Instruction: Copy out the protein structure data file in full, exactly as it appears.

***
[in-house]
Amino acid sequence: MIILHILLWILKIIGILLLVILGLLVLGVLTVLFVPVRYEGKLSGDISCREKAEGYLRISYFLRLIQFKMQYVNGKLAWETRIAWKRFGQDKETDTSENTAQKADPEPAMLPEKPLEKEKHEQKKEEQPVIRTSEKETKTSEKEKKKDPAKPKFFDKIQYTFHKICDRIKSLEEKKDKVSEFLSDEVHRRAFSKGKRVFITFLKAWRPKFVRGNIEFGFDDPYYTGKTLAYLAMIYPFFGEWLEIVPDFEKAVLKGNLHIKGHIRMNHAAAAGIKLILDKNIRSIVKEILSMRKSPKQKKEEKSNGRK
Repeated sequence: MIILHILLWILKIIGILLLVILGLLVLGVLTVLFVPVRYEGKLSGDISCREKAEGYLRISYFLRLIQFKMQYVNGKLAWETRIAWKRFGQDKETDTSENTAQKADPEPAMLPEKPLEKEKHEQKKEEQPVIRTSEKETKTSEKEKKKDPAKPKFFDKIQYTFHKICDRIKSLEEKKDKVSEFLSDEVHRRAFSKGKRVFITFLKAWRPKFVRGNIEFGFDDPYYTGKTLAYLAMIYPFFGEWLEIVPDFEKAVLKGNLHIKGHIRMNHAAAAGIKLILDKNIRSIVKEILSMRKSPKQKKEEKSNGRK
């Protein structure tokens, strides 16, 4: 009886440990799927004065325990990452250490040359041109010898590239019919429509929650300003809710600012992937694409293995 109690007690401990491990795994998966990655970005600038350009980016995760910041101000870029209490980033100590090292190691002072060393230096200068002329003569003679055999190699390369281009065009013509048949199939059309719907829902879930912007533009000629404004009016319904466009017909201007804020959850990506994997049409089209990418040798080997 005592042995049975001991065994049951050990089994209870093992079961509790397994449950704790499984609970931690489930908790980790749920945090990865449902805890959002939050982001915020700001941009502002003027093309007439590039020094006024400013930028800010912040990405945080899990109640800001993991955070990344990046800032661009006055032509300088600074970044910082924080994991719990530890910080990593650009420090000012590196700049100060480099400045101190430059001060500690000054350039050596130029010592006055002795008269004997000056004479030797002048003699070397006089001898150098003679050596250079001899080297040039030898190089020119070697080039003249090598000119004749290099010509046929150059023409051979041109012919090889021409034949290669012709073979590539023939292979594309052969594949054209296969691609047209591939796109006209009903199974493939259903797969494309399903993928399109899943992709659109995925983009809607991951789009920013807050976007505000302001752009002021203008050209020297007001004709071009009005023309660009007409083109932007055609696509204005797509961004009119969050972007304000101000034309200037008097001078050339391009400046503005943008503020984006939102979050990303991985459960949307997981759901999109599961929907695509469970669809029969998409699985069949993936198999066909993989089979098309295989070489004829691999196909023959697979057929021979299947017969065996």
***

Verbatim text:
[in-house]
Amino acid sequence: MIILHILLWILKIIGILLLVILGLLVLGVLTVLFVPVRYEGKLSGDISCREKAEGYLRISYFLRLIQFKMQYVNGKLAWETRIAWKRFGQDKETDTSENTAQKADPEPAMLPEKPLEKEKHEQKKEEQPVIRTSEKETKTSEKEKKKDPAKPKFFDKIQYTFHKICDRIKSLEEKKDKVSEFLSDEVHRRAFSKGKRVFITFLKAWRPKFVRGNIEFGFDDPYYTGKTLAYLAMIYPFFGEWLEIVPDFEKAVLKGNLHIKGHIRMNHAAAAGIKLILDKNIRSIVKEILSMRKSPKQKKEEKSNGRK
Repeated sequence: MIILHILLWILKIIGILLLVILGLLVLGVLTVLFVPVRYEGKLSGDISCREKAEGYLRISYFLRLIQFKMQYVNGKLAWETRIAWKRFGQDKETDTSENTAQKADPEPAMLPEKPLEKEKHEQKKEEQPVIRTSEKETKTSEKEKKKDPAKPKFFDKIQYTFHKICDRIKSLEEKKDKVSEFLSDEVHRRAFSKGKRVFITFLKAWRPKFVRGNIEFGFDDPYYTGKTLAYLAMIYPFFGEWLEIVPDFEKAVLKGNLHIKGHIRMNHAAAAGIKLILDKNIRSIVKEILSMRKSPKQKKEEKSNGRK
């Protein structure tokens, strides 16, 4: 009886440990799927004065325990990452250490040359041109010898590239019919429509929650300003809710600012992937694409293995 109690007690401990491990795994998966990655970005600038350009980016995760910041101000870029209490980033100590090292190691002072060393230096200068002329003569003679055999190699390369281009065009013509048949199939059309719907829902879930912007533009000629404004009016319904466009017909201007804020959850990506994997049409089209990418040798080997 005592042995049975001991065994049951050990089994209870093992079961509790397994449950704790499984609970931690489930908790980790749920945090990865449902805890959002939050982001915020700001941009502002003027093309007439590039020094006024400013930028800010912040990405945080899990109640800001993991955070990344990046800032661009006055032509300088600074970044910082924080994991719990530890910080990593650009420090000012590196700049100060480099400045101190430059001060500690000054350039050596130029010592006055002795008269004997000056004479030797002048003699070397006089001898150098003679050596250079001899080297040039030898190089020119070697080039003249090598000119004749290099010509046929150059023409051979041109012919090889021409034949290669012709073979590539023939292979594309052969594949054209296969691609047209591939796109006209009903199974493939259903797969494309399903993928399109899943992709659109995925983009809607991951789009920013807050976007505000302001752009002021203008050209020297007001004709071009009005023309660009007409083109932007055609696509204005797509961004009119969050972007304000101000034309200037008097001078050339391009400046503005943008503020984006939102979050990303991985459960949307997981759901999109599961929907695509469970669809029969998409699985069949993936198999066909993989089979098309295989070489004829691999196909023959697979057929021979299947017969065996």